Have an Implementation plan but know when to deviate

  • 27 July 2023
  • 3 replies

Userlevel 5

I was just speaking with our leadership team and one topic brought something home I thought I would share.


We have a very defined implementation process in which we work through three stages of implementation:

  • PM Staging
  • Integration
  • Implementation

We follow this process almost religiously where each step is followed so we know we have all the data, structure, and requirements for a successful implementation. Overall it works great but we occasionally need to deviate, especially for some of our larger customers.


As we were talking we had to reiterate to some individuals when it is appropriate to make those modifications and why. For example, we normally won’t assign an Integration Consultant until PM Staging is complete and an Implementation Specialist isn’t assigned until Integration is complete. However there can be value, especially with a strategic client, to deviate and assign both the IC and IS early so progress can be made even though we are still gathering initial documentation.


I am not trying to solve anything here, but have a discussion to see what others are doing that drives a deviation from your standard processes?

3 replies

Userlevel 7

Great post @rondeaul! It’s definitely ok to adjust the plan depending on a situation. I know when I’ve onboarded larger enterprise/strategic accounts we roll out the Redder Carpet (it’s like the red carpet that we roll out for everyone, but a deeper red 🤣)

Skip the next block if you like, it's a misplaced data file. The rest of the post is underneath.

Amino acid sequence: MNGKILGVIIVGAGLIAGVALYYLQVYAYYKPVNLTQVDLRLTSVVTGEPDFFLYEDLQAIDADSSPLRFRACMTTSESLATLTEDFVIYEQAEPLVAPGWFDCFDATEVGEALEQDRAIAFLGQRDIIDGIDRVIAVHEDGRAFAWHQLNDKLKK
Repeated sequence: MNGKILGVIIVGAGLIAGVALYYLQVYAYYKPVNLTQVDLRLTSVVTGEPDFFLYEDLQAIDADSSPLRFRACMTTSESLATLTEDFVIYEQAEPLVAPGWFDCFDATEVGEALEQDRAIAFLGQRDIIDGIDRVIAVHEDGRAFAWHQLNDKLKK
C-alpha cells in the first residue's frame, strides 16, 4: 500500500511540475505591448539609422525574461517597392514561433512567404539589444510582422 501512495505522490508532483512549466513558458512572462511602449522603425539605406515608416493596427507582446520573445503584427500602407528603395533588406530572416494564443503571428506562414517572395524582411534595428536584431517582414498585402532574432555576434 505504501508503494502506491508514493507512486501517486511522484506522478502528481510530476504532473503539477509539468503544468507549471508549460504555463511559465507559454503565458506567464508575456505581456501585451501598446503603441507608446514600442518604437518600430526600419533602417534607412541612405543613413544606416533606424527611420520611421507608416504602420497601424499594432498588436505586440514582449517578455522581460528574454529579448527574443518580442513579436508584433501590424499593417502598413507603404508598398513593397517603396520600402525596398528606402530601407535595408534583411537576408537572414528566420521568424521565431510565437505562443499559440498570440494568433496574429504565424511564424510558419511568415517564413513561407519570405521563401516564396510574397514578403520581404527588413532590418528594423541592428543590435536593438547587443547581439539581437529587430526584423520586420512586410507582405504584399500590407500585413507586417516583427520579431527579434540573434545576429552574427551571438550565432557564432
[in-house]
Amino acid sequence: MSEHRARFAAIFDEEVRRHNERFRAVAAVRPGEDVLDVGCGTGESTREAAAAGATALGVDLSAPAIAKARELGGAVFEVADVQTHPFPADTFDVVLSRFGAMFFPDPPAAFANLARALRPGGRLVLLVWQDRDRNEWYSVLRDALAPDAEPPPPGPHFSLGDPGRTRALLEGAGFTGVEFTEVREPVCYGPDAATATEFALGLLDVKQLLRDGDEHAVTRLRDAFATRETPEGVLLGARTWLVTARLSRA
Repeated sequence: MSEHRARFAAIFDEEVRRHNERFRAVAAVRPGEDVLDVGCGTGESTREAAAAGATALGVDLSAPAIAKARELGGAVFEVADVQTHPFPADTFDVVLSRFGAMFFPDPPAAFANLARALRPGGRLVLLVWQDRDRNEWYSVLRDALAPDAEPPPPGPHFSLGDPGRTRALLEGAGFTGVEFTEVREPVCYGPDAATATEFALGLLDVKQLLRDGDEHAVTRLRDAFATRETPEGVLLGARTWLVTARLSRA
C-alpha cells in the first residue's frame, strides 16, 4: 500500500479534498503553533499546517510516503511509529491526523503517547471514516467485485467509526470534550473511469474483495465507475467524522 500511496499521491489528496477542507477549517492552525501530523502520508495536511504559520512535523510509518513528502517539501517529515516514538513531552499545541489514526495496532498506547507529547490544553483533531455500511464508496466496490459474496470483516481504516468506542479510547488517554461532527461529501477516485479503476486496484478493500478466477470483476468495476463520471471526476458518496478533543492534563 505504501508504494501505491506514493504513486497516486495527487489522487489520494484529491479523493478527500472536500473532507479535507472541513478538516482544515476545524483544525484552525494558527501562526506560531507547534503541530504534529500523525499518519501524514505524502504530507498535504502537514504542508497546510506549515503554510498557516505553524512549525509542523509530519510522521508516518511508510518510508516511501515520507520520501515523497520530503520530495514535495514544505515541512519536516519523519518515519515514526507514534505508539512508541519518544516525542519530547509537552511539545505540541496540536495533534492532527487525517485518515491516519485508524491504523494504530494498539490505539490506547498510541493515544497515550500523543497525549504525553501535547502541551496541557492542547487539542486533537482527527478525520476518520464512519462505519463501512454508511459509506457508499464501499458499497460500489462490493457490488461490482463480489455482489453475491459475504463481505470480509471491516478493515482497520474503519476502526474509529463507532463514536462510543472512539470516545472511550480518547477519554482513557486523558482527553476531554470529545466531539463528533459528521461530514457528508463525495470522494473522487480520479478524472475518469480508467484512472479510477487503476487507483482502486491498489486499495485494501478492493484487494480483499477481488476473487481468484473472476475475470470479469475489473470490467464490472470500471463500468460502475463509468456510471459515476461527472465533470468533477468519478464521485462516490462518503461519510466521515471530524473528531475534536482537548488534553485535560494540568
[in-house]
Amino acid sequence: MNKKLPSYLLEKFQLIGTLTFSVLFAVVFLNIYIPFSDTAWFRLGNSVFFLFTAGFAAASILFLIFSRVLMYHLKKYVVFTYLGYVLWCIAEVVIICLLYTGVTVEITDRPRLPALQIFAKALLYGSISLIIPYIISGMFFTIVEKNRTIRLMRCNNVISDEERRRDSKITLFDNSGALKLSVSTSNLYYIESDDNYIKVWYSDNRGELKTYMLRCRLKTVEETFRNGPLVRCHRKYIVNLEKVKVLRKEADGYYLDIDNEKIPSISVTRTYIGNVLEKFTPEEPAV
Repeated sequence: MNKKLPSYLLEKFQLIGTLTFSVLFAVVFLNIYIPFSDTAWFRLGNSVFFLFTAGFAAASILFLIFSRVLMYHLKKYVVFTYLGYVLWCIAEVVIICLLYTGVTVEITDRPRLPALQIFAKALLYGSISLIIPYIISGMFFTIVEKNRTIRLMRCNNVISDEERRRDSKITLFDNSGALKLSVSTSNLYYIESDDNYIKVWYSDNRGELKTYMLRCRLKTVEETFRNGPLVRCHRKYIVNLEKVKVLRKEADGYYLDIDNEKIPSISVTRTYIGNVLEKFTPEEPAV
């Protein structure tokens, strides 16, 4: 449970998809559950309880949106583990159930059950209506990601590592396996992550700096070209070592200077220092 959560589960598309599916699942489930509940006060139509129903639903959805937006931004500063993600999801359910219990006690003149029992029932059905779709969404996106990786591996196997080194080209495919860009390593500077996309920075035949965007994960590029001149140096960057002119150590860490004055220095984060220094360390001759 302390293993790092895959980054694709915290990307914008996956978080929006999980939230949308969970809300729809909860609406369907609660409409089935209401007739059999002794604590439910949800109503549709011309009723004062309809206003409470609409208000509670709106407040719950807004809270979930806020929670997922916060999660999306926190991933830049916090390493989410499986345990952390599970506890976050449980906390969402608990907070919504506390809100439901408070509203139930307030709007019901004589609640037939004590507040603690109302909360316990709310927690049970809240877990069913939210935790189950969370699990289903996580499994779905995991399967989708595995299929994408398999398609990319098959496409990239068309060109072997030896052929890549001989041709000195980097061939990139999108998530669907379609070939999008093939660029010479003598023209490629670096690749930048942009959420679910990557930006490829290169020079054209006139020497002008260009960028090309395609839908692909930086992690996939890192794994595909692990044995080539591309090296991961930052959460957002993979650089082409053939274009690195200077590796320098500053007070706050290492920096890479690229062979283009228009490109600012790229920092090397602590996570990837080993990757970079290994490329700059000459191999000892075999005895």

I think of making these deviations like an airline pilot. We want to generally stay the course, however if there’s a storm in our path, then I’m going to deviate from the normal course to ensure passengers get to their destination safely! 🛬

I’ve participated, as a customer, in onboarding experiences where the onboarder HAD to check every box and it was painful to say the least.

A couple of factors that influence my decision to deviate:

  1. Size and impact of the account - Is this a client that is going to help the company?
  2. Account needs - does this client have very unique circumstances that require us to deviate (What outcomes are they expecting? Not everyone needs integrations to get launched so maybe that gets taken care of down the road. Don’t force it in onboarding, if they don’t need/want it)

I’m sure there are plenty more, but those are the top two that came to my mind! Which ones did I miss???

Userlevel 5

Love that @emaynez, especially size and impact. Just because the size of the deal may be smaller, the impact can be significant from growth opportunities and relationships. I was in a role once where we sold one of the Alphabet (Google) companies and while it was a smaller deal, the growth potential was huge.

Userlevel 4

Our clients are general contractors - in a word, they’re “busy”. To the extreme!

It’s not unusual that our implementation can, for a period of time, take a back seat to their pursuit of construction projects. The loss of momentum can be a killer, especially when we are in the midst of a logic/data heavy decision discussion and we have to take a 2+ week clean break. These are the projects where we see the heaviest schedule slide. 

Whether it was continued delays that made them take a couple steps back, or total indecision on how to use the hours alloted for XYZ element of the scope, we’ll offer to table that effort as an IOU that can be redeemed during the life of their agreement. If they can’t decide now, then it isn’t really THAT critical, right?

We’ll never punt on a critical path item, but if they are at a loss on how to put a bow on some section of the scope… move on, friends, we can deal with that later!